As just one example, the Windows Phone had a feature called “Kid’s Corner”, which was a setup you could configure with specific apps and games for your kid. Then, if you wanted to hand your phone to your kid you simply did a swipe gesture to put it into Kid’s Corner (didn’t even have to unlock the phone) and hand the phone over. Your kid (or friend or co-worker) could only see and open the approved apps with no access to any of your other data – no way to see an inappropriate pop-up notification, no way to accidentally reply-all to a work thread, no way to scroll through your potentially inappropriate picture gallery, etc.
It took about 5 seconds for Kid’s Corner to switch on when requested, and returning to normal operation was simply hitting the power off then on button and entering your phone password, which also took about 5 seconds. Microsoft, in their infinite wisdom, unceremoniously dropped Kid’s Corner from Windows 10 Mobile and pointed parents to something call “App Corner”, which although it has a similar name is a completely different thing. App Corner is more like having a different user “log in” to your phone, and they have a different profile. Yes, that profile can be limited to kid-safe games and such, but the process of switching to App Corner takes 3-4 minutes, as does switching back.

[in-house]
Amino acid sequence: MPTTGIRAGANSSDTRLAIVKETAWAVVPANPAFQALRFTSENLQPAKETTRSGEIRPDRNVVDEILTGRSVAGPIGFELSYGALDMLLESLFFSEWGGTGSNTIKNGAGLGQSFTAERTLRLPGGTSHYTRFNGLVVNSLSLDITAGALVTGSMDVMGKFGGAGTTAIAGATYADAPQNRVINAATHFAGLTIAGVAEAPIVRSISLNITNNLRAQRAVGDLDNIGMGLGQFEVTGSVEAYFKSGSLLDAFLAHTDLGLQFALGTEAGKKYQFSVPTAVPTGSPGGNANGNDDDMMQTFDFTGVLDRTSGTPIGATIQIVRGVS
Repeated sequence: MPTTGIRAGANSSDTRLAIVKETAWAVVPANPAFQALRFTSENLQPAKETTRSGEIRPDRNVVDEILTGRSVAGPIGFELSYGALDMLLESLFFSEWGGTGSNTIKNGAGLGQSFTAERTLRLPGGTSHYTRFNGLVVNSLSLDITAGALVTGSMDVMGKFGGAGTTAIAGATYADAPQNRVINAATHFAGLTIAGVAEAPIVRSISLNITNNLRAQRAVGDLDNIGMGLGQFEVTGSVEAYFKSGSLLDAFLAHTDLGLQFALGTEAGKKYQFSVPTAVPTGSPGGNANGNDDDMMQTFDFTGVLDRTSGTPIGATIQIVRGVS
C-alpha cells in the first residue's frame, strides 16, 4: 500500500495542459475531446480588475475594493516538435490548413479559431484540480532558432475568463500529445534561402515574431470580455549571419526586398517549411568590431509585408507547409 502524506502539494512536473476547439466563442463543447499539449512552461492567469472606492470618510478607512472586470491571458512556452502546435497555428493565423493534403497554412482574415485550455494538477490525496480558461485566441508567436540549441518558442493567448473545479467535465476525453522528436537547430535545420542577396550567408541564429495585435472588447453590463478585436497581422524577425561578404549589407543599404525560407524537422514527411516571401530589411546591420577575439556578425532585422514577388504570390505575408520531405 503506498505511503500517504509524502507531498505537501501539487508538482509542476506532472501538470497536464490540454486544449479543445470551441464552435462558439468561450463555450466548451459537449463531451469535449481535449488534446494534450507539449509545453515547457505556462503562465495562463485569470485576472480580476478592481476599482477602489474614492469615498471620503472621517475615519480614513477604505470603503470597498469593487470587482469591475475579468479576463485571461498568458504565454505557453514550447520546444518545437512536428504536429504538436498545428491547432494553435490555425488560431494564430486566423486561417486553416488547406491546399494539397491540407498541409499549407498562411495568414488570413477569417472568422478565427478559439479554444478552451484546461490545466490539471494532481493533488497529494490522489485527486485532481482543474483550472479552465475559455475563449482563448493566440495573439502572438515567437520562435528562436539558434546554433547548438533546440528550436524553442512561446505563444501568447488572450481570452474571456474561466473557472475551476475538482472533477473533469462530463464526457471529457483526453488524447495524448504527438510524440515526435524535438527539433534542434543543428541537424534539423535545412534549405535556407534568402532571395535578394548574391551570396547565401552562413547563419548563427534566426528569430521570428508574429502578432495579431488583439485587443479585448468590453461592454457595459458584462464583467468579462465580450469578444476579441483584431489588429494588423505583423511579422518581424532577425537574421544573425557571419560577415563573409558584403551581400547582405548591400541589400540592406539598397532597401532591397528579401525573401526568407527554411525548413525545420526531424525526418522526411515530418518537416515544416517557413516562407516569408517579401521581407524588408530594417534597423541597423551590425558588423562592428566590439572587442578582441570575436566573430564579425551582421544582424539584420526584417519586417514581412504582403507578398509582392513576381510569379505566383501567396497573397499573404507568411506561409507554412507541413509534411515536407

It’s also hugely buggy while in use, and it also usually put my phone into an unstable state when I logged back in, necessitating a full reboot about 70% of the time, so it was essentially useless to me. Stupidly, Microsoft hasn’t fully removed Kid’s Corner yet, because every once in a while the icon pops back up on my screen and it continues to work like a charm, until their code remembers to hide it again.